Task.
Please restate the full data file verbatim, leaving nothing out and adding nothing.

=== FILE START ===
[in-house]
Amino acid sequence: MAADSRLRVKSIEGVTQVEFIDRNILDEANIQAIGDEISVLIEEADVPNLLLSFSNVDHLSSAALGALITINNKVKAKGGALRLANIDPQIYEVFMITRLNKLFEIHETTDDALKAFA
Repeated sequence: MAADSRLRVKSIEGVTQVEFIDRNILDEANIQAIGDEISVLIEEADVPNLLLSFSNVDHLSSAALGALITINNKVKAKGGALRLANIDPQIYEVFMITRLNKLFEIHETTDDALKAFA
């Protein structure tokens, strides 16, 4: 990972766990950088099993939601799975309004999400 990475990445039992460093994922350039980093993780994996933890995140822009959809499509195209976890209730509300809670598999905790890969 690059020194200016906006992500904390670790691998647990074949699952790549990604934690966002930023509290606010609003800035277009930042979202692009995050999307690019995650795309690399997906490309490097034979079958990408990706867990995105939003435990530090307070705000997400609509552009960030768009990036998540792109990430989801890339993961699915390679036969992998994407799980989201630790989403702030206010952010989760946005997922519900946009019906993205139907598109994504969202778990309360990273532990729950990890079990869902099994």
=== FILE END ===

[in-house]
Amino acid sequence: MAADSRLRVKSIEGVTQVEFIDRNILDEANIQAIGDEISVLIEEADVPNLLLSFSNVDHLSSAALGALITINNKVKAKGGALRLANIDPQIYEVFMITRLNKLFEIHETTDDALKAFA
Repeated sequence: MAADSRLRVKSIEGVTQVEFIDRNILDEANIQAIGDEISVLIEEADVPNLLLSFSNVDHLSSAALGALITINNKVKAKGGALRLANIDPQIYEVFMITRLNKLFEIHETTDDALKAFA
């Protein structure tokens, strides 16, 4: 990972766990950088099993939601799975309004999400 990475990445039992460093994922350039980093993780994996933890995140822009959809499509195209976890209730509300809670598999905790890969 690059020194200016906006992500904390670790691998647990074949699952790549990604934690966002930023509290606010609003800035277009930042979202692009995050999307690019995650795309690399997906490309490097034979079958990408990706867990995105939003435990530090307070705000997400609509552009960030768009990036998540792109990430989801890339993961699915390679036969992998994407799980989201630790989403702030206010952010989760946005997922519900946009019906993205139907598109994504969202778990309360990273532990729950990890079990869902099994």